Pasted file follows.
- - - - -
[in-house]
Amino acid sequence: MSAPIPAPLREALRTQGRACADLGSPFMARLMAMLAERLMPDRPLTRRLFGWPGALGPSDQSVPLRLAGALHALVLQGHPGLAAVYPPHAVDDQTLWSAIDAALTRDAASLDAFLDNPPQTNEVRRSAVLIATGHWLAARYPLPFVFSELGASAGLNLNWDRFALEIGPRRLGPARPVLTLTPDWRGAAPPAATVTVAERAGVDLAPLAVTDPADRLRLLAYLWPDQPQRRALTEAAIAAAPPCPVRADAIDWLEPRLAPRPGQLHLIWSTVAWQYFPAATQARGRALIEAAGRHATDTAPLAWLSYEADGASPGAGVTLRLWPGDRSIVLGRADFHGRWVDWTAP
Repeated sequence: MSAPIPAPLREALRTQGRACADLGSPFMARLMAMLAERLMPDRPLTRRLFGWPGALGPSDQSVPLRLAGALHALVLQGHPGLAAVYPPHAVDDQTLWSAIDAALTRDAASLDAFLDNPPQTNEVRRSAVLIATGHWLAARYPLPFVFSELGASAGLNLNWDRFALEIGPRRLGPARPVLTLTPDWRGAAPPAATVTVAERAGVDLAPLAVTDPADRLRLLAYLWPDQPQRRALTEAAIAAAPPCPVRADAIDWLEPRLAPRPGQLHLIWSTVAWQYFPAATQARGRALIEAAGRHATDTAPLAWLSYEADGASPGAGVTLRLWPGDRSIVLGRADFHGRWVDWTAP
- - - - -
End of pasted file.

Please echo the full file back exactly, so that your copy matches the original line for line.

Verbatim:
[in-house]
Amino acid sequence: MSAPIPAPLREALRTQGRACADLGSPFMARLMAMLAERLMPDRPLTRRLFGWPGALGPSDQSVPLRLAGALHALVLQGHPGLAAVYPPHAVDDQTLWSAIDAALTRDAASLDAFLDNPPQTNEVRRSAVLIATGHWLAARYPLPFVFSELGASAGLNLNWDRFALEIGPRRLGPARPVLTLTPDWRGAAPPAATVTVAERAGVDLAPLAVTDPADRLRLLAYLWPDQPQRRALTEAAIAAAPPCPVRADAIDWLEPRLAPRPGQLHLIWSTVAWQYFPAATQARGRALIEAAGRHATDTAPLAWLSYEADGASPGAGVTLRLWPGDRSIVLGRADFHGRWVDWTAP
Repeated sequence: MSAPIPAPLREALRTQGRACADLGSPFMARLMAMLAERLMPDRPLTRRLFGWPGALGPSDQSVPLRLAGALHALVLQGHPGLAAVYPPHAVDDQTLWSAIDAALTRDAASLDAFLDNPPQTNEVRRSAVLIATGHWLAARYPLPFVFSELGASAGLNLNWDRFALEIGPRRLGPARPVLTLTPDWRGAAPPAATVTVAERAGVDLAPLAVTDPADRLRLLAYLWPDQPQRRALTEAAIAAAPPCPVRADAIDWLEPRLAPRPGQLHLIWSTVAWQYFPAATQARGRALIEAAGRHATDTAPLAWLSYEADGASPGAGVTLRLWPGDRSIVLGRADFHGRWVDWTAP